“I told my sister I didn’t want to travel to Canada,” she recalled. “It’s true that life was difficult in the refugee camps, but it was easier than being all alone with no family.”
Alsaleh eventually resolved to move 10,000 kilometres from the place she had lived nearly all of her 35 years. It was a decision she made for her children, especially for six-year-old Ahmed, who was born deaf in one ear. “People told me health care in Canada was better, and that they would take care of my son.”
Every refugee’s story is different—some families have put down roots and built new lives, starting their own businesses and even buying houses. But, like Alsaleh, many government-sponsored refugees are on welfare, living in social housing, and struggling to make ends meet as they try to make sense of their new Canadian reality.
After three years in Canada and more than $1-billion spent on the resettlement initiative, there is little known about how many refugees are doing well, and how many have fallen through the cracks. Beyond the first report on year one, the IRCC has yet to release comprehensive information on basic metrics like employment outcomes or language proficiency. They cite a two-year lag between the collection of data from federal agencies like Statistics Canada and the Canada Revenue Agency, and the synthesis and summary of that information as the reason for the delay.
“We know far, far more about his cohort than any arrival cohort in Canadian history,” said David Manicom, the assistant deputy manager for settlement and integration at the IRCC. “But that hard data requires a certain period of time for peoples’ tax filings to flow through data systems.”
The same unknowns surround the number of Syrian refugees who have transitioned from their first year of federal financial assistance to provincial social-assistance programs. Those numbers, Manicom said, are subject to the same time lags in data collection.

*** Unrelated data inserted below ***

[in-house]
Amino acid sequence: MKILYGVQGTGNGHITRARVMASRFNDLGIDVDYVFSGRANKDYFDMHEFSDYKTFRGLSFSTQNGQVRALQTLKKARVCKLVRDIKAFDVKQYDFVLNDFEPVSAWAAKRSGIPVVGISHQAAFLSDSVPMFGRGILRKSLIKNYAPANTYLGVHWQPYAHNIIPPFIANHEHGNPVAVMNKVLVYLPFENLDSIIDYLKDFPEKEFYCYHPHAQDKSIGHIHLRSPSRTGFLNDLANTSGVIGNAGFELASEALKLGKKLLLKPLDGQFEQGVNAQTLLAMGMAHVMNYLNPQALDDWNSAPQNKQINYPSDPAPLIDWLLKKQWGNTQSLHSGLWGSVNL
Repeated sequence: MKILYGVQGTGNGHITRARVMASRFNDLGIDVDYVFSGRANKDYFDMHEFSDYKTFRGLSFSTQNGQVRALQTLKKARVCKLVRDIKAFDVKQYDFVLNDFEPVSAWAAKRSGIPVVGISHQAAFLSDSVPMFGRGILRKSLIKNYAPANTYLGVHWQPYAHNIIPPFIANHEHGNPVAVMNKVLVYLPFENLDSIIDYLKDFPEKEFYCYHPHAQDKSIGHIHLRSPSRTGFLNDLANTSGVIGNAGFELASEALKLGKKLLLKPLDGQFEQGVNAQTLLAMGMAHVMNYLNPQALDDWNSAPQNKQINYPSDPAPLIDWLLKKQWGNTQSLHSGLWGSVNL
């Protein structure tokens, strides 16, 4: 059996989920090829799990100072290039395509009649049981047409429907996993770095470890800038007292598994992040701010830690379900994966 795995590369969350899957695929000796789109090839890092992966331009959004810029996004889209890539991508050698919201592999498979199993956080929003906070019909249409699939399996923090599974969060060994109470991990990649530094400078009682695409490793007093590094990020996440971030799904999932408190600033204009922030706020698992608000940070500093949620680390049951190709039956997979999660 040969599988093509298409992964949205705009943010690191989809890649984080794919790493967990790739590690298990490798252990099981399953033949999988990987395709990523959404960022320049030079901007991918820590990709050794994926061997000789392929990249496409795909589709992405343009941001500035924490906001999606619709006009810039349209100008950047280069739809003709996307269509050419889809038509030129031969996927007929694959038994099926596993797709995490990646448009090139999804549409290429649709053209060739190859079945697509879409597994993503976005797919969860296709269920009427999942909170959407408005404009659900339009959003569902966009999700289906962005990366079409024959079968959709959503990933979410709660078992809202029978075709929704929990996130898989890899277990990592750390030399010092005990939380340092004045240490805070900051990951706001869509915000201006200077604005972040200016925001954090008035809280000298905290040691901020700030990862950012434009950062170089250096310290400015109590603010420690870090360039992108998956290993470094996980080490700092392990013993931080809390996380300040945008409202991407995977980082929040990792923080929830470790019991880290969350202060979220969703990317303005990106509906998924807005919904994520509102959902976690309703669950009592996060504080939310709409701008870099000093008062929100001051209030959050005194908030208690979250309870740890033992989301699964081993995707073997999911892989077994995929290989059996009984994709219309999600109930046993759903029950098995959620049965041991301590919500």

The data gap is “problematic” according to Rempel, the Conservative immigration critic. “If we wait that long for data, we can’t evaluate whether or not programs are working.”
And while the new data may help IRCC to evaluate future resettlement efforts, it may not make much of a difference to resettled families, said York University health researcher Michaela Hynie, the lead investigator on a five-year, $1.3-million project to examine how integration affects the health of Syrian refugees. “Many of them are no longer eligible for rapid services, many of them have moved on,” she noted.
The data may tell us how Syrians refugees are settling in, but “it’s not going to tell you who needs help and where they are, and what you can do to help them,” said Hynie.
Some settlement agencies have collected and analyzed their own data, like Toronto-based COSTI, which surveyed 351 government-assisted Syrian refugee families in the Greater Toronto Area during the fall of 2018, and found them doing better than expected: 33 per cent were currently employed, 63 per cent were attending English classes, and 87 per cent reported feeling happy. A similar 2018 survey of 241 government-assisted refugees in B.C. found 69 per cent were attending English classes, 27 per cent were working on a full-time basis, and 56 per cent were relying on local food banks weekly for meals.